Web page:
• Because there are no other possibilities, are there?

  • Your surveillance activities then commenced, and during the course of those activities, were you aware that you yourself were the object of surveillance?

  • Yes. Once we'd been told that there was a surveillance capability looking for us -- we didn't know how many people that involved, how many cars, whether it was one guy stood on the payment or four or five vehicles -- we obviously took that into account during our surveillance activity, so we were always looking for potentials surveillance teams.

  • Did you see any or anybody who might be a surveillance team?

  • Yes, on at least one occasion, I believe two occasions, there were vehicles that attempted to follow us. They were -- we identified them because they were sat in positions that we would sit in if we were doing the same job, on the outskirts of Ipswich. If you're trying to -- from their point of view, if they're trying to lock onto a surveillance team, the best thing to do is wait for them to finish work and go back to their hotel. Well, it would have been probably pretty obvious we'd stay well outside Ipswich, so if you put a car on the main roundabout, on the main route out of Ipswich, you have a pretty good chance of seeing something, if you know what you're looking for, and there were at least two occasions where we saw a vehicle plotted up on a roundabout that attempted to follow us.

  • It sounds as if the person or persons who were carrying out the surveillance on you knew something about the art of surveillance?

  • Yes. If they knew nothing about surveillance, they wouldn't have got anywhere near us.

  • Were you told anything at the briefing that Mr Jennings carried out as to the possible identities or rather the employers of the people who were carrying out the surveillance, or the ex-employers?

  • Yes, we were told that they were probably ex-special forces soldiers who would have a good inside knowledge of surveillance techniques.

  • You tell us in your statement that there was a later briefing, a day or two later, either 19 or 20 December. What were you told during the course of that briefing?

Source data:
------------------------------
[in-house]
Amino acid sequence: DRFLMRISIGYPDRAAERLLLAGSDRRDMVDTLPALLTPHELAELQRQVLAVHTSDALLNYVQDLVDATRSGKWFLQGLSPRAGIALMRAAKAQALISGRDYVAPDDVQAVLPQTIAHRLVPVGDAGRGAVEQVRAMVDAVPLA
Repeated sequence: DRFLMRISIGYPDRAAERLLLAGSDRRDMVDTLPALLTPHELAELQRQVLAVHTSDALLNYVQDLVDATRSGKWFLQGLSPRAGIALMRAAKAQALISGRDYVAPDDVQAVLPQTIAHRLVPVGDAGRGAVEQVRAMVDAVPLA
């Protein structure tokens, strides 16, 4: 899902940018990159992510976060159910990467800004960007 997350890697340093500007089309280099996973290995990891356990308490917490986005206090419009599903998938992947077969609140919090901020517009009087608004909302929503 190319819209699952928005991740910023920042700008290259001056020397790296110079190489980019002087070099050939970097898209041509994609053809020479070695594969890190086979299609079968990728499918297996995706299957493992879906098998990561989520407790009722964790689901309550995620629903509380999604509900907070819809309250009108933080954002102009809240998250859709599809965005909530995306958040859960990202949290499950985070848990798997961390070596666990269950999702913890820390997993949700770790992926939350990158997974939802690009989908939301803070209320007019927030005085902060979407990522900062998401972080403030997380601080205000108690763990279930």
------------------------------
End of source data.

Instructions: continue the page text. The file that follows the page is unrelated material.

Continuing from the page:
• This was to do with the same suspect. We were then told that a Sunday Mirror surveillance team -- not exactly surveillance team, but some sort of capability that allowed them to pick up the suspect and get him to a place where they could debrief him without us being able to follow them. So it could have been a couple of cars designed with counter-surveillance capabilities to pick the suspect up and take him off.

  • How did people know that it was the Sunday Mirror who had engaged this team?

  • I've no idea. I assume it's the same source as the original briefing.

  • You tell us in your statement in the last paragraph of the first page -- that's 10041 -- that colleagues on your surveillance team said that they had watched -- this was the first suspect -- him picked up and driven around by a team that carried out anti-surveillance manoeuvres before dropping him off at a hotel to be interviewed?

  • So whoever it was who were conducting this surveillance obviously knew about surveillance as well?

  • Because without giving away any of the tricks of the trade, as it were, you refer to "anti-surveillance manoeuvres".

  • One can imagine what they might be.

    On the next page, you explain the harm to the public interest that -- you only identify the News of the World in this context. Do you intend to confine your observations to the News of the World rather than exclude the Sunday Mirror?